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New England Energy Provider Cannot Preclude a Jury Trial

On December 7, 2022, United States District Judge Janet C. Hall of the District of Connecticut partially denied the Motion to Strike Plaintiffs’ Jury Demand (“Motion”) filed by New England energy provider Eversource Energy Company (“Eversource”), the Board of Directors of Eversource Energy Company (“Board”), the Eversource Plan Administrative Committee (“Administrative Committee”), the Eversource Investment Management Committee (“Investment Committee,” and, with the Administrative Committee, “Committees”), and named members of the Board and the Committees (collectively, “Defendants”), finding that Defendants cannot preclude a jury trial against 11,000 former and current participants (the “Class” or “Plaintiffs”) in the Eversource 401(k) Plan (“the Plan”).

Plaintiffs sued under the Employee Retirement Income Security Act of 1974 (“ERISA”), a regulatory labor law that establishes standards of prudence and loyalty for retirement and health plan administrators to protect enrolled individuals and their beneficiaries. Under ERISA, plan administrators, trustees, and investment committees named as fiduciaries must act for the exclusive benefit of participants, choose prudent and diverse investment options to offer through a plan, and ensure that plan expenses are fair and reasonable.

Plaintiff’s Second Amended Complaint filed in October 2022 called for a trial by jury for all claims. In May 2022, the court certified the Class as participants and beneficiaries in the Plan on or after June 30, 2022. In July 2022, Defendants’ Motion for Summary Judgment and three motions to preclude expert testimony were all denied in full.

The Class, represented by Miller Shah LLP, alleged that Defendants breached their fiduciary duties under ERISA by retaining high-cost and poor-performing investment options in the Plan instead of readily available better-performing alternatives, failing to disclose the risks and expenses of those investment options, and allowing Plan participants to pay recordkeeping and administrative fees that were excessive relative to the services the Plan received and true administrative costs.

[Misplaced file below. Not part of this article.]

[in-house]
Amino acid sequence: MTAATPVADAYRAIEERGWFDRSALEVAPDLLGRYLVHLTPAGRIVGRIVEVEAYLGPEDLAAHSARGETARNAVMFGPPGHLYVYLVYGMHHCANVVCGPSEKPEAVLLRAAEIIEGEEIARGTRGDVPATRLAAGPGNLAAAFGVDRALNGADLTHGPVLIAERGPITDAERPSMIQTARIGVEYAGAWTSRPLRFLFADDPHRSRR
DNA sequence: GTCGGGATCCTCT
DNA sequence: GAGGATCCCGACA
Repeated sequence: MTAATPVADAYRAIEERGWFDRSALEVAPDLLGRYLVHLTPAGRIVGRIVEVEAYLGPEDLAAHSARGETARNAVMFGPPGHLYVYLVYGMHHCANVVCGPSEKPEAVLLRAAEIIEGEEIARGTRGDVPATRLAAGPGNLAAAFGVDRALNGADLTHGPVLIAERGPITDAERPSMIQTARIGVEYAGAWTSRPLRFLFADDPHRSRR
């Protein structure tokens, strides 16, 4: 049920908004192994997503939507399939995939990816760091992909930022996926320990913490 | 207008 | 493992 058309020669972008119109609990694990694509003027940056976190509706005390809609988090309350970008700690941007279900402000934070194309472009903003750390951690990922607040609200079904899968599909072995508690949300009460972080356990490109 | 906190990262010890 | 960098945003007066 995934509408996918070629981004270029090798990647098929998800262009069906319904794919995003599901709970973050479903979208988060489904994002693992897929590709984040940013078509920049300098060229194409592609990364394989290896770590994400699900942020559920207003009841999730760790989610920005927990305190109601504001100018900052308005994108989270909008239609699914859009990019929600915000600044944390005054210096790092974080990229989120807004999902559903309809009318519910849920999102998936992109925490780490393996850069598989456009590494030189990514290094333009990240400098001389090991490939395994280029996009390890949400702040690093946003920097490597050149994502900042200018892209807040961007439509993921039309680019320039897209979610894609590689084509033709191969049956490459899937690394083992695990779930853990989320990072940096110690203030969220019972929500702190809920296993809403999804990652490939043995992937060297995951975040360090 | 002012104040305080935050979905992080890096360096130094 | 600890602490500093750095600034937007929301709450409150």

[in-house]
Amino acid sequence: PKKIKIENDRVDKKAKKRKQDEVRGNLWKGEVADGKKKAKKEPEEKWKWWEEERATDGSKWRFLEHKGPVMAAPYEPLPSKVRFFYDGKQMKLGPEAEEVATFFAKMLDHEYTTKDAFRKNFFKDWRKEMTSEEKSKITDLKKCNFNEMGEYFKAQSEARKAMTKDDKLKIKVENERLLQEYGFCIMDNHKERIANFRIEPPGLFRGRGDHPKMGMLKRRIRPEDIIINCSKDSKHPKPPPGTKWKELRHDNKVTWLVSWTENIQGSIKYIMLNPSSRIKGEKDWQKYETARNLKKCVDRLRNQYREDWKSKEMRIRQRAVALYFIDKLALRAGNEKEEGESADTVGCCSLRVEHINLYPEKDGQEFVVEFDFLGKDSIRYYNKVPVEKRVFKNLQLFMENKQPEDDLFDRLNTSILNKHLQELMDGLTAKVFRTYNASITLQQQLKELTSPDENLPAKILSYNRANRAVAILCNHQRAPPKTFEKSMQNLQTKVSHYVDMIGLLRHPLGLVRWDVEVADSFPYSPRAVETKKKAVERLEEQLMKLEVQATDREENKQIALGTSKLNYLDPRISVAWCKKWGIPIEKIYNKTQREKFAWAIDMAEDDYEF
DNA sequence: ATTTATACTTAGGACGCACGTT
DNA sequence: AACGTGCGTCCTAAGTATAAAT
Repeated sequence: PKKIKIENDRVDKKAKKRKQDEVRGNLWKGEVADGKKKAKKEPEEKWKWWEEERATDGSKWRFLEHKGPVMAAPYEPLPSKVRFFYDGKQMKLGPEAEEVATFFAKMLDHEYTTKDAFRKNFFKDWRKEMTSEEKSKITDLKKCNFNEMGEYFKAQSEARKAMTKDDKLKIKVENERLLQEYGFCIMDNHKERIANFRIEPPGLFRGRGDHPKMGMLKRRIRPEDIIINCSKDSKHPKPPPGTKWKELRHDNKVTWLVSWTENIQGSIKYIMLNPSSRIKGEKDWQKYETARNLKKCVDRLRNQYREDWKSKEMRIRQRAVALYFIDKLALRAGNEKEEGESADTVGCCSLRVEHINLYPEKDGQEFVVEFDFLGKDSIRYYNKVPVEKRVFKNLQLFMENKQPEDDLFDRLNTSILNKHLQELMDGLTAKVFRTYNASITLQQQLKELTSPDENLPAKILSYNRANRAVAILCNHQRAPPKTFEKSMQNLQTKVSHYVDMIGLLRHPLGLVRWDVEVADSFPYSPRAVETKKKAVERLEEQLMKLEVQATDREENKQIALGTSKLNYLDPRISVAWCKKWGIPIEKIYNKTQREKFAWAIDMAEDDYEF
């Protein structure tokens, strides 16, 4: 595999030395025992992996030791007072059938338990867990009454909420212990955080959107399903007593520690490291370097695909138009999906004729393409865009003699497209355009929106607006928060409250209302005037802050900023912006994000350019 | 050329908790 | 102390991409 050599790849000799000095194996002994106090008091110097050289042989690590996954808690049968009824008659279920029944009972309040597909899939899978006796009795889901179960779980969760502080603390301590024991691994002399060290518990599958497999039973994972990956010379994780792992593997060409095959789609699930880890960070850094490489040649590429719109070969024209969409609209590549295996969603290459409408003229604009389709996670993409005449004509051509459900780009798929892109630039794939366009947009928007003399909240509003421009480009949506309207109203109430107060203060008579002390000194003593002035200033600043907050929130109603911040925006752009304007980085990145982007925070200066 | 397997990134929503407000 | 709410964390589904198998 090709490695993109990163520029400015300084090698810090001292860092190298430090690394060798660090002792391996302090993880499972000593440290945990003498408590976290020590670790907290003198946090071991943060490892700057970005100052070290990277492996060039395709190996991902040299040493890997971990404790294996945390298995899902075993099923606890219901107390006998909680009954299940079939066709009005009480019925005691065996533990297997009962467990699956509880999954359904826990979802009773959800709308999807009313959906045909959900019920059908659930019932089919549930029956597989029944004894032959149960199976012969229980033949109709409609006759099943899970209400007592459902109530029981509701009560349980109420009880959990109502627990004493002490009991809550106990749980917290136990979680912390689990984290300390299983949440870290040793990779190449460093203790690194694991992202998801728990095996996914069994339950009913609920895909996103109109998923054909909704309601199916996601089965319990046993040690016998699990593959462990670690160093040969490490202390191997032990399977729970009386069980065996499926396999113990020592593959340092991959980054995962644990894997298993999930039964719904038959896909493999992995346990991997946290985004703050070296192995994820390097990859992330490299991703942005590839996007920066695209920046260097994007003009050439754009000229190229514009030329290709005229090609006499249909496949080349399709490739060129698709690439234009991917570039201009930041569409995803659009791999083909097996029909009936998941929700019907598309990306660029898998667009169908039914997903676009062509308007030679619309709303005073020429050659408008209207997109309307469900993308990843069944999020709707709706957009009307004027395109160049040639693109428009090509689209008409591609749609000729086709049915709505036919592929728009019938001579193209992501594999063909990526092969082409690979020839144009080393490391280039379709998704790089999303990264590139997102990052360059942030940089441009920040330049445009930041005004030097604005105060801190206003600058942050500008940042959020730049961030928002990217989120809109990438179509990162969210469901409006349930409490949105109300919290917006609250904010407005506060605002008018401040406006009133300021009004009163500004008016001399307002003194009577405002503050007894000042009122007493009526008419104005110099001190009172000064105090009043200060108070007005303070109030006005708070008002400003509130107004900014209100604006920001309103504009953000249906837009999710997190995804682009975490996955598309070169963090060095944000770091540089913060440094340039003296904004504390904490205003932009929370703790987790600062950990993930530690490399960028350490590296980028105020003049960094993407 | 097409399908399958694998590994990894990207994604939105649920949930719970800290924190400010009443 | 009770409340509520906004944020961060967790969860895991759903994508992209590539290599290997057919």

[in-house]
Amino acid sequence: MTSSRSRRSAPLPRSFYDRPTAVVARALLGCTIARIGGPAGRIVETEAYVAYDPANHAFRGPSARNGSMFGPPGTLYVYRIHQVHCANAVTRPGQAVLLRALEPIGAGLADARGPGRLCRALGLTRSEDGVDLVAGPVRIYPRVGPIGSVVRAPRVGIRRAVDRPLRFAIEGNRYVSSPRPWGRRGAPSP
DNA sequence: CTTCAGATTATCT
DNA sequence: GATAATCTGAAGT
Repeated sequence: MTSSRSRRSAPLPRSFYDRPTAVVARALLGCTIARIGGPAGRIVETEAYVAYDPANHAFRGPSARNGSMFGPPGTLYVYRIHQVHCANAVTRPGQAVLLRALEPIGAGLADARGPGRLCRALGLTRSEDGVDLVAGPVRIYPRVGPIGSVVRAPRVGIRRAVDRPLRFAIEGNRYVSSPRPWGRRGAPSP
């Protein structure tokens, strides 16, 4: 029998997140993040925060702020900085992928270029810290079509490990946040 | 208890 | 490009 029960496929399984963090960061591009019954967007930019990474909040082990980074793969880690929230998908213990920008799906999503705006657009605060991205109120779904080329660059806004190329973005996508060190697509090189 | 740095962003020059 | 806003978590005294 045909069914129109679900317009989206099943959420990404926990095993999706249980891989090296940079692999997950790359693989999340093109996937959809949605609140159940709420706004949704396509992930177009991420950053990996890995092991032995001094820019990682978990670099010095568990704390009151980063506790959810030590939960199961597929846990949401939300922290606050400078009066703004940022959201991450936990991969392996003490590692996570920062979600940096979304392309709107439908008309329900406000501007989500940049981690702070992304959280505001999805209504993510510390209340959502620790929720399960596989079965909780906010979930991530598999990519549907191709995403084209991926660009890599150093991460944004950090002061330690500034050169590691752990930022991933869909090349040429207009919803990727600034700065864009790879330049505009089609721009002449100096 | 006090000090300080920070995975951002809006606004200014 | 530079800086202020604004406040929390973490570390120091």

Defendants’ Memorandum of Law in Support of their Motion, filed in August 2022, argued that neither ERISA nor the Seventh Amendment provide a right to a jury trial for fiduciary breach claims. Opposing Defendants’ argument, Plaintiffs pointed out that they sought relief from Defendants’ general assets, an amount that must be determined by a jury.

In considering the Motion, the Court “examine[d] the remedy sought and determine[d] whether it is legal or equitable in nature.” The Court held that because the damages Plaintiffs requested were “the restoration of losses to the Plan—requested in [multiple] Counts—[awarded damages] would not be equitable restitution as the Defendants are not alleged to have possessed those funds.” Therefore, Judge Hall concluded that a jury could deliberate on some of Plaintiffs’ requests for relief.

The parties are currently preparing for a jury trial, which is set to begin on April 4, 2023 and estimated to last between 11 and 13 days.

The case caption for this matter is Garthwait et al. v. Eversource Energy Service Co. et al., No. 3:20-CV-00902-JCH, filed in the District of Connecticut.

The legal team at Miller Shah LLP has significant experience representing ERISA matters. If you have any questions regarding this subject or this post, please contact Alec Berin (ajberin@millershah.com) or Jonathan Dilger (jadilger@millershah.com). The firm can also be reached toll-free at (866) 540-5505.

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